$\displaystyle =e^{-\lambda} \sum_{x \in \chi} \frac{(\lambda t)^x}{x!}$

    $\displaystyle =e^{-\lambda} \cdot e^{\lambda t}$

    $\displaystyle \boxed{f(t)=e^{\lambda(t-1)}}$

    ------------------------

    Now, we know that $\displaystyle \mathbb{E}(X)=f'(1)$

    and $\displaystyle \mathbb{E}(X(X-1))=f''(1)$

    Linearity of mean : $\displaystyle \mathbb{E}(X^2)=\mathbb{E}(X(X-1))+\mathbb{E}(X)=f''(1)+f'(1)$

    Therefore $\displaystyle \text{var}(X)=\mathbb{E}(X^2)-(\mathbb{E}(X))^2=f''(1)+f'(1)-[f'(1)]^2$
    I think I would have used the moment generating function $\displaystyle M(t)=e^{-\lambda}e^{\lambda e^t}$, which is just as easy to find as the generating function.

    Then the n-th moment is $\displaystyle E(X^n)=\left. D^{(n)}M(t) \right|_{t=0}$ etc ...

    RonL
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    Thank you all , it's very helpfull ..

    ..
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  6. #6
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    x^2 question

    Quote Originally Posted by mr fantastic View Post
    Actually the variance = mean = $\displaystyle \lambda$.

    To find the variance, all you need to do is calculate $\displaystyle E(X^2)$.

    Then $\displaystyle Var(X) = E(X^2) - [E(X)]^2 = E(X^2) - \lambda^2$.


    $\displaystyle E(X^2) = \sum_{x=0}^{\infty} x^2 \frac{e^{-\lambda} \lambda^x}{x!} = \lambda \, e^{-\lambda} \sum_{x=1}^{\infty} \frac{x \, \lambda^{x-1}}{(x-1)!}$


    $\displaystyle = \lambda \, e^{-\lambda} \left( 1 + \frac{2 \lambda}{1} + \frac{3 \lambda^2}{2!} + \frac{4 \lambda^3}{3!} + ... \right)$


    $\displaystyle = \lambda \, e^{-\lambda} \left( \left[ 1 + \frac{\lambda}{1} + \frac{\lambda^2}{2!} + \frac{\lambda^3}{3!} + ... \right] + \left[ \frac{\lambda}{1} + \frac{2 \lambda^2}{2!} + \frac{3 \lambda^3}{3!} + ... \right] \right)$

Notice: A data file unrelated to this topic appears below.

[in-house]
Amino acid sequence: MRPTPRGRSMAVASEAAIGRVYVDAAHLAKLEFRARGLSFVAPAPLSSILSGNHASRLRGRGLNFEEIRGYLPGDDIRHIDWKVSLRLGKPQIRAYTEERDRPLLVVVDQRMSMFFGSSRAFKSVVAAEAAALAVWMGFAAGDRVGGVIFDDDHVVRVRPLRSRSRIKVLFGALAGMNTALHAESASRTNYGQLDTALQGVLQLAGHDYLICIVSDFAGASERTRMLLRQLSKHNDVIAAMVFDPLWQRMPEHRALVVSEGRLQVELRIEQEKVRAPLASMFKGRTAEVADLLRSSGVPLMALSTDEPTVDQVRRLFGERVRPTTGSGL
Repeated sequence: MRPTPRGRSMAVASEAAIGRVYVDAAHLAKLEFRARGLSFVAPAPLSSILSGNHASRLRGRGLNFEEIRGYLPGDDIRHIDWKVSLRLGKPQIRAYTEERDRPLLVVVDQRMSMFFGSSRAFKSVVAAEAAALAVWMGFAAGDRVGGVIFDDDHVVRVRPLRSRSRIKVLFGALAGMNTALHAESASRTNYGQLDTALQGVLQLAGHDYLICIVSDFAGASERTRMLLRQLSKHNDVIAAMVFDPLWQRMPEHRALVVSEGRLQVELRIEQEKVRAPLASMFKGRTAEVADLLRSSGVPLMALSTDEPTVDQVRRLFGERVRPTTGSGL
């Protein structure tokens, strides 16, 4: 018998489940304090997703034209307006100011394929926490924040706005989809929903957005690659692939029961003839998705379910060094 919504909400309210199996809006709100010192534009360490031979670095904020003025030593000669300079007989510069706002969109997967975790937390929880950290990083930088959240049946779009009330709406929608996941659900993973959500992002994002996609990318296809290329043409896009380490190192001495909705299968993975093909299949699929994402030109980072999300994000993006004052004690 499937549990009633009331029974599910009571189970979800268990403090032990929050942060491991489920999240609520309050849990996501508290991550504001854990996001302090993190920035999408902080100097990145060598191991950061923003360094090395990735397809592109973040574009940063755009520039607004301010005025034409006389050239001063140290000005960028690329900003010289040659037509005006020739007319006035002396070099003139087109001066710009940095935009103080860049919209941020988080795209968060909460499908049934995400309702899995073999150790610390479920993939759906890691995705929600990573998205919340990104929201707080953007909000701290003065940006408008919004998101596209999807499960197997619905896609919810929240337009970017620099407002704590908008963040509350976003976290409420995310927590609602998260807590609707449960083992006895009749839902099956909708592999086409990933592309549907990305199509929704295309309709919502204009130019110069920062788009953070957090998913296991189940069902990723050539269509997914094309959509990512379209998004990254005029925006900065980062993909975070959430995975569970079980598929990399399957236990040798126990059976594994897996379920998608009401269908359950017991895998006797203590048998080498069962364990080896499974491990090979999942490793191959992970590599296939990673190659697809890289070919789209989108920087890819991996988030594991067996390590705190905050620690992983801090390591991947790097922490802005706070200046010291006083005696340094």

$\displaystyle = \lambda \, e^{-\lambda} \left( \left[ e^{\lambda} \right] + \lambda \left[ 1 + \frac{2 \lambda}{2!} + \frac{3 \lambda^2}{3!} + ... \right] \right)$


    $\displaystyle = \lambda \, e^{-\lambda} \left( e^{\lambda} + \lambda \left[ 1 + \lambda + \frac{\lambda^2}{2!} + ... \right] \right)$


    $\displaystyle = \lambda \, e^{-\lambda} \left( e^{\lambda} + \lambda \left[ e^{\lambda} \right] \right)$


    $\displaystyle = \lambda \, e^{-\lambda} \left( e^{\lambda} + \lambda\, e^{\lambda}\right) = \lambda (1 + \lambda) = \lambda + \lambda^2$.
    Mr. Fantastic,
    Will you tell me why the x^2 doesn't affect the f(x) in the formula for the expected value? I have been working on this problem for almost a week and have just discovered your solution.

    Thanks,
    Yvonne
    Last edited by yvonnehr; Sep 28th 2009 at 09:13 PM.
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  7. #7
    Moo
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    Quote Originally Posted by yvonnehr View Post
    Mr. Fantastic,
    Will you tell me why the x^2 doesn't affect the f(x) in the formula for the expected value? I have been working on this problem for almost a week and have just discovered your solution.

    Thanks,
    Yvonne
    Hello,

    Because $\displaystyle \text{Var}(X)=\mathbb{E}(X^2)-(\mathbb{E}(X))^2=\mathbb{E}(X^2)-\lambda^2$

    This is why in the end you don't have $\displaystyle \lambda^2$ anymore.
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  8. #8
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    To Mr. Fantastic

    Thanks a lot, i hv been thinking of this proof in other methods and cannot figure it out until i found this simple one.